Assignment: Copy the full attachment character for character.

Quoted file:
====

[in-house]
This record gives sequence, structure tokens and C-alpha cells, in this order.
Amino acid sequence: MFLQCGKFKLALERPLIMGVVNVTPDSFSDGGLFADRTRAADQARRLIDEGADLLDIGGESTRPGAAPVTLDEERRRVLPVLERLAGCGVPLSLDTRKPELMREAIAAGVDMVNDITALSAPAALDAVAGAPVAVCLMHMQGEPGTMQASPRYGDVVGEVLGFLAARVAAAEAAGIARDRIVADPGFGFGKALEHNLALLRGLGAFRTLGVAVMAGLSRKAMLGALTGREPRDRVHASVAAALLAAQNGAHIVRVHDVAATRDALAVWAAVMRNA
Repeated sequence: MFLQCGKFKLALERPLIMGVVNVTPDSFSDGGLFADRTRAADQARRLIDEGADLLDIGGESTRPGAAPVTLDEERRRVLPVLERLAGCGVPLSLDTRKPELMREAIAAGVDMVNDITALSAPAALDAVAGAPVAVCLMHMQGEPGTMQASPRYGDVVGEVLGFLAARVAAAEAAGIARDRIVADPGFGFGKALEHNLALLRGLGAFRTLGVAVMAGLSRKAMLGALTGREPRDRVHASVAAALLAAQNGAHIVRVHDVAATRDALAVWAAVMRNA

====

[in-house]
This record gives sequence, structure tokens and C-alpha cells, in this order.
Amino acid sequence: MFLQCGKFKLALERPLIMGVVNVTPDSFSDGGLFADRTRAADQARRLIDEGADLLDIGGESTRPGAAPVTLDEERRRVLPVLERLAGCGVPLSLDTRKPELMREAIAAGVDMVNDITALSAPAALDAVAGAPVAVCLMHMQGEPGTMQASPRYGDVVGEVLGFLAARVAAAEAAGIARDRIVADPGFGFGKALEHNLALLRGLGAFRTLGVAVMAGLSRKAMLGALTGREPRDRVHASVAAALLAAQNGAHIVRVHDVAATRDALAVWAAVMRNA
Repeated sequence: MFLQCGKFKLALERPLIMGVVNVTPDSFSDGGLFADRTRAADQARRLIDEGADLLDIGGESTRPGAAPVTLDEERRRVLPVLERLAGCGVPLSLDTRKPELMREAIAAGVDMVNDITALSAPAALDAVAGAPVAVCLMHMQGEPGTMQASPRYGDVVGEVLGFLAARVAAAEAAGIARDRIVADPGFGFGKALEHNLALLRGLGAFRTLGVAVMAGLSRKAMLGALTGREPRDRVHASVAAALLAAQNGAHIVRVHDVAATRDALAVWAAVMRNA